In April, we questioned if Internet access is a right, and if so, whether the government should provide it as an entitlement to low-income Americans. Your answer depends on your politics, but we noted that such an entitlement wouldn’t be a stretch. The Federal Communications Commission (FCC) already provides qualifying low-income Americans with phone service via its Lifeline Program. Money for that program comes from the Universal Connectivity Fee in your phone bill every month, and some refer to it as the “Obamaphone” program, even though it originated during the Reagan administration.

Maybe we have a fan at the FCC, because it’s as if they read our article. On May 28, FCC Chairman Tom Wheeler proposed that the organization expand the Lifeline program to subsidize Internet access. And the way we read it, it shouldn’t increase the fee you already pay.

Lifeline Goes Online
Under Wheeler’s proposal, the FCC would pay qualified households up to $9.25 per month toward Internet access, the same amount as the current phone subsidy. No, that’s not enough to cover typical high-speed Internet plans. Fortunately, some network providers offer specially priced plans for low-income consumers. One example is the XFINITY® Internet Essentials plan offers 5 Mbps service for only $9.95 per month to eligible families. The two most important qualifications are living in an area where the service is available, which seems obvious, and having at least one child eligible for the National School Lunch Program. At a net cost of 70 cents per month, anyone can afford that level of broadband access.

If adopted, the rule could help address the Broadband Gap, which is the disparity in broadband adoption rates between low-income and higher-income Americans. Information from the Pew Research Institute shows that 88 percent of American adults with an annual household income over $75,000 have broadband access, while only 46 percent of those with a $30,000 annual household income have access. Given the increasing importance of Internet access to schoolwork, Pew has labeled the same gap on families with school-aged children the “homework gap.”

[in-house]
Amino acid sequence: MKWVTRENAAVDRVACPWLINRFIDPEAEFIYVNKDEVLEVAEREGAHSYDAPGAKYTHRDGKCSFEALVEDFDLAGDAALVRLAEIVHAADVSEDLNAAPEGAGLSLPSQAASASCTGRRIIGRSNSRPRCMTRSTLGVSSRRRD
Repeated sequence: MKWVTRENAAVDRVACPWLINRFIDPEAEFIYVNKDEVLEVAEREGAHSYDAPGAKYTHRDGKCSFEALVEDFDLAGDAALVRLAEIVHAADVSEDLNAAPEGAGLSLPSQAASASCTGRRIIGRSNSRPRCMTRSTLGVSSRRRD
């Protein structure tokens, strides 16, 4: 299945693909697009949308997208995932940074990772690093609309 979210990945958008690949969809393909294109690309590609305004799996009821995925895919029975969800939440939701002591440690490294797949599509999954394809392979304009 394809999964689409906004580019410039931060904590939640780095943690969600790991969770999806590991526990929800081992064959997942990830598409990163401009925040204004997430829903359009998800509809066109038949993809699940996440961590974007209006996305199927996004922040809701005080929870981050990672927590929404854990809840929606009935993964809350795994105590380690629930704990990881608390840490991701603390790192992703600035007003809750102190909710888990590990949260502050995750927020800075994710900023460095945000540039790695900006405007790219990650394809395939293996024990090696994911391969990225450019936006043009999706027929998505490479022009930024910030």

Which Is Most Important?
One catch is that eligible households will only be eligible for one subsidy. They may be eligible for subsidized home phone, cell phone, or broadband service, but they’ll have to choose one of the three. That’s really no different than current Lifeline rules that make participants choose between landline and cell service. Because the proposal wouldn’t make households eligible for another subsidy, only an alternative one, it seems relatively safe to assume Lifeline expansion shouldn’t significantly increase costs assuming eligibility rules remain as they currently are.

For now, though, this expansion remains a proposal only. The five commissioners who run the FCC will likely vote on it as soon as June 18, but even if approved, it will face a second vote prior to implementation. If it passes again, it will still probably take time to implement.

How to Get Service
Current Lifeline Program rules require phone service providers to determine consumers’ eligibility for the subsidy, and it’s entirely likely that the same will be true for broadband providers if the proposal eventually passes. If and when that occurs, those who think they might be eligible should contact participating providers to verify.

If the FCC opts not to subsidize broadband, or if you’re not eligible for the program, it’s still easy to find affordable high-speed Internet service. And finding the plans you’re eligible for couldn’t be easier: all you need to do is enter your zip code below.

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